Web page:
It's never an easy task to turn from student to consultant in a matter of days and try to help a business grow. Students from Millikin University's Tabor School of Business were asked to do just that as part of a new January immersion course called Managerial Forensics.
Students spent one week learning a new approach to consulting work by engaging in a case study about a large retailer. The retailer was Ann Taylor, a chain of clothing stores for women. Course instructor Dr. J. Mark Munoz, interim dean of the Tabor School of Business, picked the company.
The students split into five groups and spent four days researching as much information as possible on Ann Taylor. The students utilized data-gathering, research and analytical techniques to investigate and report on how Ann Taylor and Ann Inc. could grow in a global market. The approach the students used (managerial forensics) was created by Dr. Munoz and Diana Heeb Bivona, Millikin adjunct professor.
"The Tabor School of Business wanted to create a course that would simulate a real-life consulting experience – demanding, research-focused, team-based, analytical and fast-paced," said Dr. Munoz. "The students worked day and night for four days to come up with strategies to turn a company around."
What is managerial forensics? It's an approach to identifying and solving business problems as explained by Munoz and Bivona in their book, "Managerial Forensics," published by Business Expert Press in 2015. The approach is used to gather historical corporate data for the purpose of identifying reasons for management obstacles and corporate demise.
"We wanted to create a toolkit that managers can use to take a scientific approach to organizational diagnosis," Dr. Munoz said. "The managerial forensics model is valuable in the classroom, and provides fresh perspectives for consulting companies worldwide. It offers an innovative framework for business transformation and corporate turnaround."
The students presented their ideas on Jan. 22 to a panel of judges which included business consultant Myung Kim of Decatur, Ill., Antonio Varela of Caterpillar Inc., Jonan Tiarks from Land of Lincoln Credit Union and Professor Bivona.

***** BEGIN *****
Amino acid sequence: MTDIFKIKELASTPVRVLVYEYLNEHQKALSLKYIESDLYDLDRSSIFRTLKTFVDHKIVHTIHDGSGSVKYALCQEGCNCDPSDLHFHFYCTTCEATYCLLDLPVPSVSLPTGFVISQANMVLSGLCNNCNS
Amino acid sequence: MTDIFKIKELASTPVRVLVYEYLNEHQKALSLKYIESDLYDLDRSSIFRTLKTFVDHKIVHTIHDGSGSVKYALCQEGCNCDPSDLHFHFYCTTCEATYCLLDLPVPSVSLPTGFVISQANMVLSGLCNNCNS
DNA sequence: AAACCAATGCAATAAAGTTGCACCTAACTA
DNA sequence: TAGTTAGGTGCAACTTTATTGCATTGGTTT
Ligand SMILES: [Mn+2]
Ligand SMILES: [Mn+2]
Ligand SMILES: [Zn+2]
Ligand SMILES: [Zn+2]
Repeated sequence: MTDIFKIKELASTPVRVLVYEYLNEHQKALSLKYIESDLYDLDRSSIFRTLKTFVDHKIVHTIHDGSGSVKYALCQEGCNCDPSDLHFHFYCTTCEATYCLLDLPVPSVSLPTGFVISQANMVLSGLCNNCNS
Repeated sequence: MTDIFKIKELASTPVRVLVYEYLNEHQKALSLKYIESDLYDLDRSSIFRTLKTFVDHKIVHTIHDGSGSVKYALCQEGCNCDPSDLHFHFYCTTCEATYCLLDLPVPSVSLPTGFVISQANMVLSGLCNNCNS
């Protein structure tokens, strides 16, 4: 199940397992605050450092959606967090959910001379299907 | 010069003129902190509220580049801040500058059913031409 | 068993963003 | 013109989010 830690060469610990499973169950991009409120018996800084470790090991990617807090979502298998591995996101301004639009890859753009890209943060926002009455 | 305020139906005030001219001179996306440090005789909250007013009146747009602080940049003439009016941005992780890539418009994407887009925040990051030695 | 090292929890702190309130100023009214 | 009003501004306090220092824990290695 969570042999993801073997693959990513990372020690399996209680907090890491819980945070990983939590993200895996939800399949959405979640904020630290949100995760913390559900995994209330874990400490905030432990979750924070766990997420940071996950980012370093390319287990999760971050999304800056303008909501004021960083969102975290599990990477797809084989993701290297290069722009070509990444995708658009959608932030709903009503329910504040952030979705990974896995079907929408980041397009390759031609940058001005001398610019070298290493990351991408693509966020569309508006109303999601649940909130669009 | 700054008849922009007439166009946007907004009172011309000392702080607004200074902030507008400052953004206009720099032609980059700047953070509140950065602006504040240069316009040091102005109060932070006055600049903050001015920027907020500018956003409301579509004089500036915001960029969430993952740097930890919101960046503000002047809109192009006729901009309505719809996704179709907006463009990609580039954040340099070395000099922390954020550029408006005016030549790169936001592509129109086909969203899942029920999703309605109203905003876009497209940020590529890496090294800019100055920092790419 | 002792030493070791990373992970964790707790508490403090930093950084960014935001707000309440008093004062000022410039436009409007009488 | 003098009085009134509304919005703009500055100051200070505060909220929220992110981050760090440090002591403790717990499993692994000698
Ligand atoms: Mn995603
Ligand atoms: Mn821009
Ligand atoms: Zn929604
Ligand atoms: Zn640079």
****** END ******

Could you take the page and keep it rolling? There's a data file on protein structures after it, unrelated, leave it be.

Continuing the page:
The course was a wonderful vehicle for students to demonstrate not only what they had learned in previous classes, but how they applied those skill sets to the managerial forensics process.
Each team presented unique perspectives on the case and found the root causes of existing problems.
"In terms of the company's strengths, they have unique and quality products," said Stephanie Williams, a senior digital media marketing major from Decatur. "Since 1954, the company's focus has been on the businesswoman demographic. We think they could expand in certain areas like activewear and the online market."
During her group's presentation, Williams said the company could focus on marketing and improving customer service. "We think they could restructure their customer service in a way that all their employees are aware of the process. Customers are their first priority and if they aren't happy, they won't buy the products. The company would also need to establish their target market and find what their clients would want in order to generate more sales."
Several international students from Paris, France, who are studying at Millikin for the academic year, took part in the course.
"The unending time pressure resulting from daily report submissions and presentations challenged the students like never before," said Dr. Munoz. "Eventually, they learned that the practice of management needs to be treated more like a science. Similar to a forensic investigation, evidences have to be meticulously gathered in order to find viable solutions."
As one of the members on the panel, Diana Heeb Bivona was impressed with how the students applied their skill sets to the course and their presentations.
"The course was a wonderful vehicle for students to demonstrate not only what they had learned in previous accounting, management, operations and marketing classes, but how they applied those skill sets to the managerial forensics process," said Bivona. "I was impressed by what the students had accomplished in such a limited amount of time. Their openness and positivity to the panel's critiques and feedback demonstrated that they were engaged and responsive, which was wonderful to see."